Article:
In this installment of our Hemp 101 Education Series, we discuss the Endocannabinoid System (ECS) and how receptors function.
You’ve heard about the potential benefits of cannabidiol (CBD) and other hemp-derived substances. But do scientists know how CBD and other cannabinoids interact with a human’s body to deliver these effects?
We’ll answer questions like, how does the ECS work? And how does it explain why people experience benefits of CBD?
What Is the Endocannabinoid System ?
The endocannabinoid system is a network of cells, receptors, enzymes, and neurotransmitters called endocannabinoids. Its primary role in the body is to maintain mental and bodily harmony, known as homeostasis.
Unlike other well-known parts of the body, scientists did not discover the ECS until the 1990s. So much of the research around how it works is ongoing. Here’s what we know so far.
Components of the ECS & Receptors
Cannabinoid Receptors – These membranes allow for the passage of messages from neuron to neuron and cell to cell. They come in two kinds.
CB1 receptors are primarily found in the brain. CB2 receptors are located mostly in the immune system.
Endocannabinoids – These neurotransmitters attach to cannabinoid receptors to help regulate the signals moving to and from them.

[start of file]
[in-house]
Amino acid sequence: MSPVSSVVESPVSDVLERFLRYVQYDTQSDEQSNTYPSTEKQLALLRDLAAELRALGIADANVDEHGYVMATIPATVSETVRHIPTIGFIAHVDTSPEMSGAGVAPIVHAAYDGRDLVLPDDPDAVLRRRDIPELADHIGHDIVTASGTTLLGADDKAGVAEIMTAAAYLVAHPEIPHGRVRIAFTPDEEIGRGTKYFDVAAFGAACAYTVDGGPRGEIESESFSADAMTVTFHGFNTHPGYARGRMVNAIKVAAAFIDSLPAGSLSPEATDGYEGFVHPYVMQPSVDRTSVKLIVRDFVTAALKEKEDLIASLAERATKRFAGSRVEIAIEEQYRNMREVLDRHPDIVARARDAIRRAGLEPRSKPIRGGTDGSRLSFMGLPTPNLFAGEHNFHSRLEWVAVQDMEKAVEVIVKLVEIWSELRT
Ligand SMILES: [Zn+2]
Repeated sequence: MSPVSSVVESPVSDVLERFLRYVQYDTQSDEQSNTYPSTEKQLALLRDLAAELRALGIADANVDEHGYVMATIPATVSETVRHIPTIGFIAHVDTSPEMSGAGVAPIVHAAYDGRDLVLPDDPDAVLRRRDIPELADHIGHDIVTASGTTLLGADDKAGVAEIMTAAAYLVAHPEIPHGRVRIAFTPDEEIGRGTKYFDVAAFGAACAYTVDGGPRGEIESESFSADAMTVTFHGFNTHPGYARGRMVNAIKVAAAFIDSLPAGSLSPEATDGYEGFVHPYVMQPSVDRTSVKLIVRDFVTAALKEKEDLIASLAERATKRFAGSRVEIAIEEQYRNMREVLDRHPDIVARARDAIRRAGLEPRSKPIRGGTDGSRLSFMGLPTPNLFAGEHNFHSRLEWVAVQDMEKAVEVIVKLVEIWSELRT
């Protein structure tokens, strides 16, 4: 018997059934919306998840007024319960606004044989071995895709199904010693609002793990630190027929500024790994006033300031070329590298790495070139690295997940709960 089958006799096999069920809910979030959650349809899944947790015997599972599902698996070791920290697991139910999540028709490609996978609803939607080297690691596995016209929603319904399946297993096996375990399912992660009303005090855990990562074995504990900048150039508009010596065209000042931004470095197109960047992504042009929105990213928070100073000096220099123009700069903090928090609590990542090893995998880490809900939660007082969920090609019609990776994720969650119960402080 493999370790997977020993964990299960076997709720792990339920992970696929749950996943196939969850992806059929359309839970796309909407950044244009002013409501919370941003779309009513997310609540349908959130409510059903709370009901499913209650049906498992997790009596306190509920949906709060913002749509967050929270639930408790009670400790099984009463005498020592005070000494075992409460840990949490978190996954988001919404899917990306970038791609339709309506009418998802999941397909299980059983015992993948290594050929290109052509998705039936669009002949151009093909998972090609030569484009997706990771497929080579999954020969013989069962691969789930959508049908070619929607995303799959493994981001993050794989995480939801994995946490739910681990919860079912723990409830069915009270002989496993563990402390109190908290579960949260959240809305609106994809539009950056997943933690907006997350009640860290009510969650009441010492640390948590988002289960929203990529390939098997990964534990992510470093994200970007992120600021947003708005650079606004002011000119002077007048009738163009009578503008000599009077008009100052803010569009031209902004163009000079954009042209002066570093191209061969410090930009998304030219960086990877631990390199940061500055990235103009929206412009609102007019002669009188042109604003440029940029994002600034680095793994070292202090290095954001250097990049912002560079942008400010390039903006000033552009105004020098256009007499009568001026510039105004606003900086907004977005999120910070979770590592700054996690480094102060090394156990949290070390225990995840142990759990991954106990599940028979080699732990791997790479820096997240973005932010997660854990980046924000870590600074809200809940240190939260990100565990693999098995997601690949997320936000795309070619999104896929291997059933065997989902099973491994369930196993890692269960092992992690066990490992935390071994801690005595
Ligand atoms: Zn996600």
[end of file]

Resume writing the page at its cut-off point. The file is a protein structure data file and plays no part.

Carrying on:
ECS Enzymes – These specialized enzymes work to break down endocannabinoids as they are no longer needed, through the process of reuptake.
These components work together most notably to regulate:
This system is not only found in humans. All vertebrates have an ECS.
Below is a reference of where some of the receptors are located.
How the ECS & Receptors Work Together
To understand how the ECS maintains balance, let’s look at pain. Some pain is good. It tells you when something isn’t right in the body.
But, overwhelming or nagging pain does more harm than good. When the body experiences a pain-inducing event, cells in the area send messages through the nervous system. You perceive this as pain.
In a body experiencing disharmony, these cells overreact, sending messages too quickly. So your body releases endocannabinoids, which attach to CB1 receptors. This slows down the signals. As a result, you feel less pain.
Something similar happens with Inflammation. Inflammation is one of the ways the immune system fights infection. But too much inflammation can damage cells and cause pain. So the ECS produces endocannabinoids to attach to CB2 receptors and regulate the level of inflammation.
Ideally, enzymes only reuptake endocannabinoids once they’ve restored balance. Sometimes the ECS releases too few endocannabinoids. Or the enzymes destroy them too quickly, resulting in disharmony in the body and mind.
How Cannabidiol (CBD) Interacts with the ECS
CBD is just one of many plant-based cannabinoids found in hemp. It is biologically similar to the endocannabinoids that you produce. According to the World Health Organization, CBD may slow down the reuptake of the endocannabinoids, allowing them to remain in the body longer to maintain homeostasis.
This may explain why studies show that CBD may offer several harmonizing benefits for body and mind. To learn more about hemp, CBD, and how cannabinoids may support homeostasis, check out the next Hemp 101 Guide.